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$$\sigma_{\Delta\phi}^{2}=\sigma_{\Delta(n+mp)}^{2}+\sigma_{\Delta {\rm trop}}^{2}+\sigma_{\Delta {\rm clk}}^{2}.\eqno{\hbox{(8)}}$$

The error covariance matrices associated with δ *p*_{t−T} and δΔφ_{t,t−T} for *n* satellites in view are **R**_{δp} = diag(σ_{p,1}^{2},…,σ_{p,n}^{2}) and **R**_{δΔφ} = diag (σ_{Δφ,1}^{2},…,σ_{Δφ,n}^{2}), respectively. Recall that the elements within each of these diagonal matrices are different from each other because the elevations of the individual satellites will differ. In addition, the elements of the matrix **R**_{δΔφ} are functions of the coasting time *T*. The total error associated with the projected ranging measurements in (5) for *n* satellites is then described by the covariance matrix and an unknown bias vector **beta**, whose elements are bounded in magnitude by *b*_{i,max }, where *i* is the satellite index.

### C. RRAIM Positioning

The GPS observation equation for positioning with *n* satellites is
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$$\left[\matrix{\mathhat{p}_{t,1}\cr\vdots\cr\mathhat{p}_{t,n}}\right]={\bf G}\left[\matrix{{\bf x}_{\bf t}\cr\tau_{t}}\right]+\left[\matrix{\delta\mathhat{p}_{t,1}\cr\vdots\cr\delta\mathhat{p}_{t,n}}\right]+\beta \eqno{\hbox{(9)}}$$ where
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$${\bf G}=\left[\matrix{{\bf a}_{{\bf t},1}^{\ssr T}&-1\cr\vdots&\vdots\cr{\bf a}_{{\bf t},{\bf n}}^{\ssr T}&-1}\right]. \eqno{\hbox{(10)}}$$**a**_{t,i}^{T} is the unit line-of-sight vector from the aircraft to satellite *i*, **x**_{t} is the 3 × 1 position vector for the aircraft, and , which for *n* satellites is normally distributed with zero mean and covariance . When *n*≥ 4, the least squares solution to (9) can be obtained. In this case, the weighted pseudoinverse is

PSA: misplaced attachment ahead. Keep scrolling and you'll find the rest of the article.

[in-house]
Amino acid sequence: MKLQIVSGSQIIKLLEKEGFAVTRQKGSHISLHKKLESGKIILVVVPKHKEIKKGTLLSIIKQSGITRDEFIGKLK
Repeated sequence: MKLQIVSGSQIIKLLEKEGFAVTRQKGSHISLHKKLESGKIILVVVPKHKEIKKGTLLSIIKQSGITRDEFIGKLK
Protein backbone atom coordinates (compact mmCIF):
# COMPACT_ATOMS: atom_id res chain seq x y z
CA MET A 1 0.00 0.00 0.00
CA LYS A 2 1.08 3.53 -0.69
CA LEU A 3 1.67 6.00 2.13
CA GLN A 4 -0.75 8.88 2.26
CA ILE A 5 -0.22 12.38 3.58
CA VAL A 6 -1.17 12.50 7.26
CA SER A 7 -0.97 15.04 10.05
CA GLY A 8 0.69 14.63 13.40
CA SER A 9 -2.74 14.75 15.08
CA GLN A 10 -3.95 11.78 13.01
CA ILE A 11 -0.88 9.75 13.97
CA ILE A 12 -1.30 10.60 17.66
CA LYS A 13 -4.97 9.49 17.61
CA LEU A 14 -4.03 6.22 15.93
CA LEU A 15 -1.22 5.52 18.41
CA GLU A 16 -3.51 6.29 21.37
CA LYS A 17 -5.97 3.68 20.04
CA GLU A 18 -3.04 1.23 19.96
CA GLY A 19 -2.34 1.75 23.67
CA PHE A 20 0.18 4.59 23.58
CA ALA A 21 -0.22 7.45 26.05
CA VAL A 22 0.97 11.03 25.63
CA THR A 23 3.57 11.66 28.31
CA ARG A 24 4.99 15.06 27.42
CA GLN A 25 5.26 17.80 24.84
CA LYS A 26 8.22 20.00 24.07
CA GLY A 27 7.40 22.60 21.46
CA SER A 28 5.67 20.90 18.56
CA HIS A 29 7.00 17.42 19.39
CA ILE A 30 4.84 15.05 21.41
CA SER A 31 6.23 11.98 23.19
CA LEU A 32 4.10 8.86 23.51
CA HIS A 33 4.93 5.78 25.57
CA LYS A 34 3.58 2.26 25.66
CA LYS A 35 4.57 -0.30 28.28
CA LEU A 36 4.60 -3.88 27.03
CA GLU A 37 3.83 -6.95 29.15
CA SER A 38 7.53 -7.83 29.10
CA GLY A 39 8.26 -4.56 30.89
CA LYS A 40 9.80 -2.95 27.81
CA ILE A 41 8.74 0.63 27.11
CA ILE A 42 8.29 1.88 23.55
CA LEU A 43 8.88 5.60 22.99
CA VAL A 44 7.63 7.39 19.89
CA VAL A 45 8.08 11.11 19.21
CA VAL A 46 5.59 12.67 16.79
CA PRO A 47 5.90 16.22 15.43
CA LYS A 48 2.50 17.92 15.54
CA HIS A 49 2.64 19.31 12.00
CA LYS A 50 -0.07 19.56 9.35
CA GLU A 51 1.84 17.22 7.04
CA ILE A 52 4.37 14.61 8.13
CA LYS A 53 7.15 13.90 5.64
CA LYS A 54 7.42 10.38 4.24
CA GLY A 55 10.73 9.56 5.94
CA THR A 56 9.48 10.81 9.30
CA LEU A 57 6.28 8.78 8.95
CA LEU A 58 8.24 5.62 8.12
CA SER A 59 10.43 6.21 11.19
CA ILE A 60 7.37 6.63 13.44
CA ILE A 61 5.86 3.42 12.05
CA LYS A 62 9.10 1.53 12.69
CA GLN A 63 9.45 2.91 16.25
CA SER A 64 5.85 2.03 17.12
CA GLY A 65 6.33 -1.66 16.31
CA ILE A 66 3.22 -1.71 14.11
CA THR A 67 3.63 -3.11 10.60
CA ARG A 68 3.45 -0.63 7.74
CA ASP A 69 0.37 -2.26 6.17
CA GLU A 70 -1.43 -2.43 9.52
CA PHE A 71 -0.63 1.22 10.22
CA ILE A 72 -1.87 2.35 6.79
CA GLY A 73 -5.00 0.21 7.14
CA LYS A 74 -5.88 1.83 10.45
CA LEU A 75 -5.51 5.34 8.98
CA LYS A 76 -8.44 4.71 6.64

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$${\bf S}^{\bf p}=\left({\bf G}^{T}{\bf R}_{{\mmb\delta}\mathhat{\bf p}}^{-1}{\bf G}\right)^{-1}{\bf G}^{T}{\bf R}_{{\mmb\delta}\mathhat{\bf p}}^{-1}\eqno{\hbox{(11)}}$$and the resulting state estimate error covariance matrix is
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$${\bf R}_{\bf pos}=\left({\bf G}^{T}{\bf R}_{{\mmb\delta}\mathhat{\bf p}}^{-1}{\bf G}\right)^{-1}.\eqno{\hbox{(12)}}$$

The variance σ_{u}^{2} of the local vertical component of position estimate error can be extracted from this covariance matrix. In addition, the effect in the position domain of the bias vector **beta** is bounded by
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$$b_{u}=\sum_{i=1}^{n}\left\vert S_{u,i}^{p}\right\vert\times b_{i,\max} \eqno{\hbox{(13)}}$$where *S*_{u,i}^{p} is the element of the projection matrix **S**^{p} that corresponds to the vertical position component and satellite *i*.

### D. RRAIM Fault Detection

GPS satellite faults that happen prior to *t*−*T* are subject to the detection functions built into the external monitoring. These functions are specifically designed to ensure that the required integrity risk (*P*_{HMI}) is achieved at the time of monitor output. Information from the external integrity monitors is received at the aircraft at time *t*−*T*. The values of the residual bias magnitude bound *b*_{i,max } and standard deviations σ_{j} are parameters that describe the distribution of these monitored ranging errors. However, punctual positioning at time *t* is needed to navigate the aircraft, so it is also necessary to ensure the integrity of the carrier phase measurement Δφ_{t,t−T}, which is used in the range projection (4). This is done using the RRAIM fault-detection algorithm, which is described below.